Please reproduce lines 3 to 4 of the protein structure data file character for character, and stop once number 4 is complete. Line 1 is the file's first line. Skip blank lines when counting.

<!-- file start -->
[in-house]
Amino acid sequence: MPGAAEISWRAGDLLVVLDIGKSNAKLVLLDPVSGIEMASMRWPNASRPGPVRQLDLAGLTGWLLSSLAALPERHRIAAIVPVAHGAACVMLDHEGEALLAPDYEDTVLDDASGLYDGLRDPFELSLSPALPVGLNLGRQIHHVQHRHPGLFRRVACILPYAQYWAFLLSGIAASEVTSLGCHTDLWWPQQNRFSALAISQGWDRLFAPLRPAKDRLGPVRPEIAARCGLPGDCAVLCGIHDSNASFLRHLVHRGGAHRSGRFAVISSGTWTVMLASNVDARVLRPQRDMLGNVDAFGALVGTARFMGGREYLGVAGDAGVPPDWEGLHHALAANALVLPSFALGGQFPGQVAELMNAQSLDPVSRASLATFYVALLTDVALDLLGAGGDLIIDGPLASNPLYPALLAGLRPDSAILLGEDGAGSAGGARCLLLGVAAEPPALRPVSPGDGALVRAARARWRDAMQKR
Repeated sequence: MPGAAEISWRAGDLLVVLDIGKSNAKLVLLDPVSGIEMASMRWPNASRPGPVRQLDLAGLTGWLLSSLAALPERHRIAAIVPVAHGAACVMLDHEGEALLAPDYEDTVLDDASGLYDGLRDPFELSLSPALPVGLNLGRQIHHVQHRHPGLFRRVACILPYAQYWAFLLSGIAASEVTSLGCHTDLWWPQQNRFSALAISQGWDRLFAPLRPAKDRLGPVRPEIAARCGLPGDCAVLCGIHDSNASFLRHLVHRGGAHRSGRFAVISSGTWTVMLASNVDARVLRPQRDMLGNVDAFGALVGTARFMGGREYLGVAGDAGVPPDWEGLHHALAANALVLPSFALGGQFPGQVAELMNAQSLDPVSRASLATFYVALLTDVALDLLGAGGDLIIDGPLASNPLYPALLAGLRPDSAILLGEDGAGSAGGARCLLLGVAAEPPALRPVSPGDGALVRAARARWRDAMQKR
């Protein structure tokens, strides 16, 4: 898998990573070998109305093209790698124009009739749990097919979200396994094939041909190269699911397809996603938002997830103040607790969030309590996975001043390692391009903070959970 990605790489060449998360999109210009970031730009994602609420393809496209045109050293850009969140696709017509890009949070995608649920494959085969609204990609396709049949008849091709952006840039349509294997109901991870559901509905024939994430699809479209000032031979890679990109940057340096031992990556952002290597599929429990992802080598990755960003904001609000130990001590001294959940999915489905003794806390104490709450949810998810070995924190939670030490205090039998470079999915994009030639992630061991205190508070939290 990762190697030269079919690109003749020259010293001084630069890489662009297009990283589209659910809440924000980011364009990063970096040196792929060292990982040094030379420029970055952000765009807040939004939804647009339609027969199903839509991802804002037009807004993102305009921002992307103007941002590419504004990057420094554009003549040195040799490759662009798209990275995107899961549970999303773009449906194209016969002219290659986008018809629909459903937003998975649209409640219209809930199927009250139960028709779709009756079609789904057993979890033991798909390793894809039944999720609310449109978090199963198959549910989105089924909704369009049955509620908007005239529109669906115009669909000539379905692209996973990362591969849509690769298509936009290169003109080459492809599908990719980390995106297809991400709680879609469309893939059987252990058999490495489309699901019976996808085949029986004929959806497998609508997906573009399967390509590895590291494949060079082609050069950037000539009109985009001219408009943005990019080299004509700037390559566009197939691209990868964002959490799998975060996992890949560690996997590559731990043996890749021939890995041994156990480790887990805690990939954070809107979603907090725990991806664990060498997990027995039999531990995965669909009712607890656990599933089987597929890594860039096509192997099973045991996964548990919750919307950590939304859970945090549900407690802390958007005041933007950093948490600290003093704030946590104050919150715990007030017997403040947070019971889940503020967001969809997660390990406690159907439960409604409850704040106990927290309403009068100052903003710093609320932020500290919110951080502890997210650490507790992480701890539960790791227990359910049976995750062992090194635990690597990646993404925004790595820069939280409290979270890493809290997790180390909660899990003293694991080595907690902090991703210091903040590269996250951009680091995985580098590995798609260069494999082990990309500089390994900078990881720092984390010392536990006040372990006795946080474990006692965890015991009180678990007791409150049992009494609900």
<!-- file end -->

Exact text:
Repeated sequence: MPGAAEISWRAGDLLVVLDIGKSNAKLVLLDPVSGIEMASMRWPNASRPGPVRQLDLAGLTGWLLSSLAALPERHRIAAIVPVAHGAACVMLDHEGEALLAPDYEDTVLDDASGLYDGLRDPFELSLSPALPVGLNLGRQIHHVQHRHPGLFRRVACILPYAQYWAFLLSGIAASEVTSLGCHTDLWWPQQNRFSALAISQGWDRLFAPLRPAKDRLGPVRPEIAARCGLPGDCAVLCGIHDSNASFLRHLVHRGGAHRSGRFAVISSGTWTVMLASNVDARVLRPQRDMLGNVDAFGALVGTARFMGGREYLGVAGDAGVPPDWEGLHHALAANALVLPSFALGGQFPGQVAELMNAQSLDPVSRASLATFYVALLTDVALDLLGAGGDLIIDGPLASNPLYPALLAGLRPDSAILLGEDGAGSAGGARCLLLGVAAEPPALRPVSPGDGALVRAARARWRDAMQKR
């Protein structure tokens, strides 16, 4: 898998990573070998109305093209790698124009009739749990097919979200396994094939041909190269699911397809996603938002997830103040607790969030309590996975001043390692391009903070959970 990605790489060449998360999109210009970031730009994602609420393809496209045109050293850009969140696709017509890009949070995608649920494959085969609204990609396709049949008849091709952006840039349509294997109901991870559901509905024939994430699809479209000032031979890679990109940057340096031992990556952002290597599929429990992802080598990755960003904001609000130990001590001294959940999915489905003794806390104490709450949810998810070995924190939670030490205090039998470079999915994009030639992630061991205190508070939290 990762190697030269079919690109003749020259010293001084630069890489662009297009990283589209659910809440924000980011364009990063970096040196792929060292990982040094030379420029970055952000765009807040939004939804647009339609027969199903839509991802804002037009807004993102305009921002992307103007941002590419504004990057420094554009003549040195040799490759662009798209990275995107899961549970999303773009449906194209016969002219290659986008018809629909459903937003998975649209409640219209809930199927009250139960028709779709009756079609789904057993979890033991798909390793894809039944999720609310449109978090199963198959549910989105089924909704369009049955509620908007005239529109669906115009669909000539379905692209996973990362591969849509690769298509936009290169003109080459492809599908990719980390995106297809991400709680879609469309893939059987252990058999490495489309699901019976996808085949029986004929959806497998609508997906573009399967390509590895590291494949060079082609050069950037000539009109985009001219408009943005990019080299004509700037390559566009197939691209990868964002959490799998975060996992890949560690996997590559731990043996890749021939890995041994156990480790887990805690990939954070809107979603907090725990991806664990060498997990027995039999531990995965669909009712607890656990599933089987597929890594860039096509192997099973045991996964548990919750919307950590939304859970945090549900407690802390958007005041933007950093948490600290003093704030946590104050919150715990007030017997403040947070019971889940503020967001969809997660390990406690159907439960409604409850704040106990927290309403009068100052903003710093609320932020500290919110951080502890997210650490507790992480701890539960790791227990359910049976995750062992090194635990690597990646993404925004790595820069939280409290979270890493809290997790180390909660899990003293694991080595907690902090991703210091903040590269996250951009680091995985580098590995798609260069494999082990990309500089390994900078990881720092984390010392536990006040372990006795946080474990006692965890015991009180678990007791409150049992009494609900």